While D rejects a RC (or extreme Arminian) works-based theory of justification, he also avoids the opposite extreme: in Part 2 of the sermon he explains that Christ came neither to meet man nor to compel him, dismissing the idea of irresistible grace to 'the later School'. Part 1 is both historical and contemporary in its focus. In establishing the context of Christ's words it speaks to concerns of the Household below stairs, since their occasion was a feast at St Matthew's house. D defends feasting, the use of God's creatures, and conversation; he goes on to expose the Pharisees' hypocrisy and lack of charity in seeking to alienate the master from his servants. He explains that the 'righteous' in the text are those who think themselves to be righteous, and that its 'sinners' are those who acknowledge their sins. They do this by answering the call to repentance: in this section D closely follows Calvin's discussion in the Institutes (see further below, cmts), and responds to calumnies directed by contemporary Pharisees (RCs) at the English Church. Thus D's sermon moves from an acknowledgement of the fruitlessness of men's actions to an exhortation to take action. It invokes the technical and controversial debates over free will and necessity only to sideline them almost entirely, and to redirect his hearers' attention to the implications for them, in their daily lives.
Editor’s Note
Sources. As noted above, D's range of reference in this sermon is comparatively narrow, and at times inaccurate. As well as making use of standard sources such as VG and Nicholas of Lyra's postils, he draws silently on Calvin's discussion of the necessity of Christ's incarnation (Institutes, 2. 12. 6) and repentance (Institutes, 1. 4, 1. 5, 3. 3. 5). In his riposte to RC attacks on the practice of penance in the English Church his phrasing is close (though whether this is deliberate or not is hard to tell) to Richard Montagu, A Gagg for the New Gospell? No: a new gagg for an old goose (1624), STC 18038, M2v; N1r. As the cmts below demonstrate, D's use of his sources in this sermon is generally pragmatic and local; this is a further contrast to Sermon 3 in this vol., in which he engages profoundly with Augustine.
Editor’s Note
Further reading. For the only other examples of sermons explicitly directed to the Household that I have been able to identify, see George Meriton, The Christian Mans Assuring House. And A Sinners Conuersion. Two Sermons, The former, preached before the Prince his Highnesse at St. Iames: The other to his Maiesties Houshold at Whitehall, on Sunday the 6. of February (1614), STC 17837, and John Gore, The Man for Heaven. A Sermon Preached at the Court to his Majesties Houshold, Anno Domini, 1637 (1639), STC 12073. On the structure of the household see G. E. Aylmer, The King's Servants: The Civil Service of Charles I, 1625–1642 (1961), 472–3; on reform, see Aylmer, 'Attempts at Administrative Reform, 1625–1640', EHR 72 (1957), 229–59 at 230, 246–8; on the personnel and equipment attached to the Household, see Arthur MacGregor, 'The Household below Stairs: Officers and Equipment of the Stuart Court', in id. (ed.), The Late King's Goods: Collections, Possessions, and Patronage of Charles I in the Light of the Commonwealth Sale Inventories (Oxford, 1989), 367–86. On this sermon see McCullough, 'Preacher at Court', 185–6, who briefly compares it with Sermon 3 in this vol.; Jeffrey Johnson, The Theology of John Donne (Cambridge, 1999), 92 ff. (on repentance); for a fuller comparison, see David Colclough, 'Upstairs, Downstairs: Doctrine and Decorum in Two Sermons by John Donne', HLQ 73 (2010), 163–91.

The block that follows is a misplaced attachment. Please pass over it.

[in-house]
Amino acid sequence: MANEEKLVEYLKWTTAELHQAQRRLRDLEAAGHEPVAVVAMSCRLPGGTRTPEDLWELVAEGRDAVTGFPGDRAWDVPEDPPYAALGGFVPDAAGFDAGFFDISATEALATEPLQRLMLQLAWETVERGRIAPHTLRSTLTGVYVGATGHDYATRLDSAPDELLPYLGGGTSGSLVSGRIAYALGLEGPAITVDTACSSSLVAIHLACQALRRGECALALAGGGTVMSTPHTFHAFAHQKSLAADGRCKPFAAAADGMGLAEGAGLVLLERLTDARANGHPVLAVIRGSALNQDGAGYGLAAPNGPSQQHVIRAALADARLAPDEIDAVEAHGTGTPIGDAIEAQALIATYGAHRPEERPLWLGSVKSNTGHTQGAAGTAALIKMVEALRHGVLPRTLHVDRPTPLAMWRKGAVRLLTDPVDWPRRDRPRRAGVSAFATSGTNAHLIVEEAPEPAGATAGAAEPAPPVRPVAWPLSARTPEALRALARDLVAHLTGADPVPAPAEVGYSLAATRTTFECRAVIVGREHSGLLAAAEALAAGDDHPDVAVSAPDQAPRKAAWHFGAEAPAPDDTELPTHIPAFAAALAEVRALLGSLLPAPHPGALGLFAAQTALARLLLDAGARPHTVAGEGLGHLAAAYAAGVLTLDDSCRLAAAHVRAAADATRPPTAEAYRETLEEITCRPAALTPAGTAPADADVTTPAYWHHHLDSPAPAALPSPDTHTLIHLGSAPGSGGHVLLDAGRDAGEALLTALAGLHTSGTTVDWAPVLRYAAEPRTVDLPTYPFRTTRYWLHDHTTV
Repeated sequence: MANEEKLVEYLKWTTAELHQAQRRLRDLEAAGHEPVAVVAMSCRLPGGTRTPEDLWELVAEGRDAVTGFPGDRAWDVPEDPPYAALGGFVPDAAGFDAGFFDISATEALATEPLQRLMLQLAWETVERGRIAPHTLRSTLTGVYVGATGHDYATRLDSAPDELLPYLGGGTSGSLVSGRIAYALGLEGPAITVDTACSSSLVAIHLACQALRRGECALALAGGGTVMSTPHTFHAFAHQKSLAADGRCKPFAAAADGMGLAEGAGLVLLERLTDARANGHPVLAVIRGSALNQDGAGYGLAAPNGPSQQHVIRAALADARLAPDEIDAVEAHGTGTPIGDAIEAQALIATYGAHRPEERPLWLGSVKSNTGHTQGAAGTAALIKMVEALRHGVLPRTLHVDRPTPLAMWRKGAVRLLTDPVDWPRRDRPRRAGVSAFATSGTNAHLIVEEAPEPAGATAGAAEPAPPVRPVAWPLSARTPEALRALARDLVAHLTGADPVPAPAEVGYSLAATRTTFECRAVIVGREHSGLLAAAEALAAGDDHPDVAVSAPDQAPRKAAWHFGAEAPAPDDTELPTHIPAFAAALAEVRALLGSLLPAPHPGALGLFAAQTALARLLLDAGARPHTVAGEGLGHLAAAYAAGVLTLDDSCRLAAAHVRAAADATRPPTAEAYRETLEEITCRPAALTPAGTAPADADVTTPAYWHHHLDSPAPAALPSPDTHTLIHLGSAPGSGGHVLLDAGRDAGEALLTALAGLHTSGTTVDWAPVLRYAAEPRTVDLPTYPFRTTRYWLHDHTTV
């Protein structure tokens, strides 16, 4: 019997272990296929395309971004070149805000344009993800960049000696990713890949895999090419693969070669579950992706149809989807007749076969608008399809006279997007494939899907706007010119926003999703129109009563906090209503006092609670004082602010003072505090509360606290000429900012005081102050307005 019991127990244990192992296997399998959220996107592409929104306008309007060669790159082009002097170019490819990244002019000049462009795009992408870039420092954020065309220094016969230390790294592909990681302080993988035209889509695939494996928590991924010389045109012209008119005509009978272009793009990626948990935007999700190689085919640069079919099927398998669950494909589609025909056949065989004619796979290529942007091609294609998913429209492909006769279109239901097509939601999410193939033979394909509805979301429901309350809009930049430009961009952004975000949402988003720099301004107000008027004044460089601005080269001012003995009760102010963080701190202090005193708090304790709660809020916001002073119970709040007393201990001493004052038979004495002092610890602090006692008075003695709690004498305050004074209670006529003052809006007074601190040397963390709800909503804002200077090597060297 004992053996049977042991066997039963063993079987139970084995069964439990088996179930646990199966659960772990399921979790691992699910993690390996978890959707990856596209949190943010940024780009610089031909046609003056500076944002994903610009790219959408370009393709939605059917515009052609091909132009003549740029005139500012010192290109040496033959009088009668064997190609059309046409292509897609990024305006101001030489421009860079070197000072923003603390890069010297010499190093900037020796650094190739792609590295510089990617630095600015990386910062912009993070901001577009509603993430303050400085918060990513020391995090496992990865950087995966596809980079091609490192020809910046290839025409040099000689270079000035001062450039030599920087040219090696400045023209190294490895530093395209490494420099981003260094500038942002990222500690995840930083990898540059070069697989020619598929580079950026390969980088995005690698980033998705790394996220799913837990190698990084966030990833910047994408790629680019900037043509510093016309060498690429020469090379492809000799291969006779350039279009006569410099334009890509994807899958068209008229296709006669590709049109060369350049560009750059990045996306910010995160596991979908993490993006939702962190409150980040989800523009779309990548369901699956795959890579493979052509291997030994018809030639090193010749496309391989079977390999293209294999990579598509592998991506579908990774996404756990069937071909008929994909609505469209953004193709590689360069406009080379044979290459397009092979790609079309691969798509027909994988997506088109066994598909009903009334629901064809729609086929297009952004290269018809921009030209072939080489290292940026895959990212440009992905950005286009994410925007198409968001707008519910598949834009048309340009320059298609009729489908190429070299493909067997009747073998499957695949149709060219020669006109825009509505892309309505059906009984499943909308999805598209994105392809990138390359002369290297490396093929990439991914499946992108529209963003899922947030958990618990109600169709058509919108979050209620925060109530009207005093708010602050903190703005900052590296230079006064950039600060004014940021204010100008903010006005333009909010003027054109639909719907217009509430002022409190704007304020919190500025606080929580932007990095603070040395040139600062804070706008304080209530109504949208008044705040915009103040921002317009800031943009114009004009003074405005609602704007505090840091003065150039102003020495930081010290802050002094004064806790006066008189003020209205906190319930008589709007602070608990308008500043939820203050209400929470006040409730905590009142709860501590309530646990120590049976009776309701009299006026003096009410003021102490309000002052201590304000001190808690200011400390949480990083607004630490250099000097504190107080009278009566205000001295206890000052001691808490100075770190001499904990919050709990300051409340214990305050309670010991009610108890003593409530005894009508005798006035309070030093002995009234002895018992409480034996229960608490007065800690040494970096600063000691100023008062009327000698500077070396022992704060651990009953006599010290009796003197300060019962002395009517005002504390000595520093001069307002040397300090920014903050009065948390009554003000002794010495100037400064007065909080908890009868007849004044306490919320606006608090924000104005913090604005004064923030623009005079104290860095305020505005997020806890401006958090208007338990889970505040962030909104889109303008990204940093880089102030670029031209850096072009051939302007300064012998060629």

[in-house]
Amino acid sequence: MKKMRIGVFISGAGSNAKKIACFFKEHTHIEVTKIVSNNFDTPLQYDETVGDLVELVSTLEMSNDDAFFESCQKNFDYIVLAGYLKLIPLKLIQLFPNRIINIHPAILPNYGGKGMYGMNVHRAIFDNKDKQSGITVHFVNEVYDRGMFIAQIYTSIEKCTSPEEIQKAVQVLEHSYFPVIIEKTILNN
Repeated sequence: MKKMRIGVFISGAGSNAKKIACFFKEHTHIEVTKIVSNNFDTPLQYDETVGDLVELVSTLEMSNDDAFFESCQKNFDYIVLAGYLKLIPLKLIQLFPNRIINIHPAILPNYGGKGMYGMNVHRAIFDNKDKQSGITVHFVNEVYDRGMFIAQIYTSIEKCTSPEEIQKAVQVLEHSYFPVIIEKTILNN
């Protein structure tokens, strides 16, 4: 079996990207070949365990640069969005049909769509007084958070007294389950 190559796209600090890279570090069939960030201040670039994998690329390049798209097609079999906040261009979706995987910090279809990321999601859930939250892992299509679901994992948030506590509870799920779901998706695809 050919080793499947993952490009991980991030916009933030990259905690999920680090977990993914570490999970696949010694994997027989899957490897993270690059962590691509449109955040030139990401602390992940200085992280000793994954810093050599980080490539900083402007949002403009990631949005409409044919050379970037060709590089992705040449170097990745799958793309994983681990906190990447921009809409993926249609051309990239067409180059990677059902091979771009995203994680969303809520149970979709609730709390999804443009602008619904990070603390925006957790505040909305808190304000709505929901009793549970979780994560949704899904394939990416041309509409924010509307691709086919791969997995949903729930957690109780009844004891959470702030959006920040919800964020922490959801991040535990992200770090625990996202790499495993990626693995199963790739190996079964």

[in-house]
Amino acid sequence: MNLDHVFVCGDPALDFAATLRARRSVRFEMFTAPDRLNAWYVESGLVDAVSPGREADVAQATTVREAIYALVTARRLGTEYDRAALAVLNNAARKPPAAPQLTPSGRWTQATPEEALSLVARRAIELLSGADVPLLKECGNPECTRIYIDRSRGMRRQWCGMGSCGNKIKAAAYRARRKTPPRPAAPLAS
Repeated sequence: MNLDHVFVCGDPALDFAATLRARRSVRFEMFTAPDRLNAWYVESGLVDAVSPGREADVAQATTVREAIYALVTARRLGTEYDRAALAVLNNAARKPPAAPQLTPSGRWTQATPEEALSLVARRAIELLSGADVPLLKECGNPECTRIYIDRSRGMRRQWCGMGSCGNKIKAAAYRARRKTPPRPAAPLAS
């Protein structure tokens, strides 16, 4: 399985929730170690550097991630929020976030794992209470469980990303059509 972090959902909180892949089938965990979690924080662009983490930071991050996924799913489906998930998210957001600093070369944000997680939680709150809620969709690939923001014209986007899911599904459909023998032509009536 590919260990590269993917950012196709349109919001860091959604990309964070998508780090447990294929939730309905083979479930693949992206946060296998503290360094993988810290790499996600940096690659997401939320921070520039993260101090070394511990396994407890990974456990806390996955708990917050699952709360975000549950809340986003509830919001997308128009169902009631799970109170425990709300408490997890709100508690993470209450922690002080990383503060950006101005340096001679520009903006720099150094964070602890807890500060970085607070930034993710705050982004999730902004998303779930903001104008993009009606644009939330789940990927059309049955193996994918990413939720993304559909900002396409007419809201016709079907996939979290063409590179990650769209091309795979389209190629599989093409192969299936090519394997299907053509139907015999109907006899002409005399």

Critical Apparatus
6 1:19] ed., PS; 1:14 F26
Editor’s Note
8. temper: 'mental balance or composure, esp. under provocation of any kind' (OED, 3).
Editor’s Note
8. distemper: 'deranged or disordered condition of the body or mind' (OED, 4).
Editor’s Note
11. put … away privily: D quotes directly from AV.
Editor’s Note
13. apprehensive: 'in the habit of seizing, ready to seize or embrace (an offer or opportunity)' (OED, 1).
Critical Apparatus
18 7:31] F26; 7:32 PS
Editor’s Note
21. circumstances: 'That which is not of the essence or substance' (OED, 8).
Editor’s Note
29. the history … Christ: for D's very similar use of this passage from Luke cf. PS i.5.340–61 ('A Sermon Preached to Queen Anne, at Denmarke-house. December. 14. 1617.')
Editor’s Note
35–6. mindes stray … here: for a similar warning about inattention at prayer, cf. PS vii.10.271–84.
Editor’s Note
36–7. sought him sorrowing: Luke 2: 48.
Editor’s Note
37. sought … found him: Luke 2: 46.
Editor’s Note
38. Ordinance: 'A practice or usage authoritatively enjoined or prescribed; esp. a religious or ceremonial observance' (OED, 4.a). A key term in this sermon, occurring seven times, as D emphasizes the orderly nature of Christ's proceeding and its status as a pattern for human behaviour in the church.
Editor’s Note
45. supply of wine: D's example anticipates his celebration of Christ's approval of feasting.
Editor’s Note
48–9. That he … shooes: Matt. 3: 11; Mark 1: 7; Luke 3: 16; John. 1: 27.
Editor’s Note